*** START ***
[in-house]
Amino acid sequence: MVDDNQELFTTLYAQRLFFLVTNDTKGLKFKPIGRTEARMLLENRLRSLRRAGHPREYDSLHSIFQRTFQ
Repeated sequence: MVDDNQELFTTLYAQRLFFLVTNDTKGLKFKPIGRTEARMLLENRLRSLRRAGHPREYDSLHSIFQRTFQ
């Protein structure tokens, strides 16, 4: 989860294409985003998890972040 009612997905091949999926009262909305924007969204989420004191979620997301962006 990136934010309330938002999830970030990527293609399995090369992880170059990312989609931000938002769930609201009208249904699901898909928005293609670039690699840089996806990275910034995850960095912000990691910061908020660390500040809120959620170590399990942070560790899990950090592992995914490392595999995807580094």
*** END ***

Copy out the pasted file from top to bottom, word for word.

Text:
[in-house]
Amino acid sequence: MVDDNQELFTTLYAQRLFFLVTNDTKGLKFKPIGRTEARMLLENRLRSLRRAGHPREYDSLHSIFQRTFQ
Repeated sequence: MVDDNQELFTTLYAQRLFFLVTNDTKGLKFKPIGRTEARMLLENRLRSLRRAGHPREYDSLHSIFQRTFQ
């Protein structure tokens, strides 16, 4: 989860294409985003998890972040 009612997905091949999926009262909305924007969204989420004191979620997301962006 990136934010309330938002999830970030990527293609399995090369992880170059990312989609931000938002769930609201009208249904699901898909928005293609670039690699840089996806990275910034995850960095912000990691910061908020660390500040809120959620170590399990942070560790899990950090592992995914490392595999995807580094």